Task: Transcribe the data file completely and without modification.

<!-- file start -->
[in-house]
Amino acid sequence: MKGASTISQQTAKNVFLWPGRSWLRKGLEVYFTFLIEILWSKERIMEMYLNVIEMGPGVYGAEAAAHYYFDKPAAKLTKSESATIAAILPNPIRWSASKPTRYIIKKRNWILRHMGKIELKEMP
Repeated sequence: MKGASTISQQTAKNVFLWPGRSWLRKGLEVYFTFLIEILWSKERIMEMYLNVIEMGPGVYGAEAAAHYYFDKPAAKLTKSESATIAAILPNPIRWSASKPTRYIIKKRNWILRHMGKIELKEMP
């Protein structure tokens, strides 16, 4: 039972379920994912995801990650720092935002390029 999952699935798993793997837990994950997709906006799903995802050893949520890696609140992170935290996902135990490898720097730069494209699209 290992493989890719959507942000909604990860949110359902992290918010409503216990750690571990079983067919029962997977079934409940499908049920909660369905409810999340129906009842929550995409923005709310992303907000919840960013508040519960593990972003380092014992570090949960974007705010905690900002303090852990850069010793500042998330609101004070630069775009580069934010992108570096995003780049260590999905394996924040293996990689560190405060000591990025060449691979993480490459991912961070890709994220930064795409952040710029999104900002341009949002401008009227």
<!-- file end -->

[in-house]
Amino acid sequence: MKGASTISQQTAKNVFLWPGRSWLRKGLEVYFTFLIEILWSKERIMEMYLNVIEMGPGVYGAEAAAHYYFDKPAAKLTKSESATIAAILPNPIRWSASKPTRYIIKKRNWILRHMGKIELKEMP
Repeated sequence: MKGASTISQQTAKNVFLWPGRSWLRKGLEVYFTFLIEILWSKERIMEMYLNVIEMGPGVYGAEAAAHYYFDKPAAKLTKSESATIAAILPNPIRWSASKPTRYIIKKRNWILRHMGKIELKEMP
């Protein structure tokens, strides 16, 4: 039972379920994912995801990650720092935002390029 999952699935798993793997837990994950997709906006799903995802050893949520890696609140992170935290996902135990490898720097730069494209699209 290992493989890719959507942000909604990860949110359902992290918010409503216990750690571990079983067919029962997977079934409940499908049920909660369905409810999340129906009842929550995409923005709310992303907000919840960013508040519960593990972003380092014992570090949960974007705010905690900002303090852990850069010793500042998330609101004070630069775009580069934010992108570096995003780049260590999905394996924040293996990689560190405060000591990025060449691979993480490459991912961070890709994220930064795409952040710029999104900002341009949002401008009227």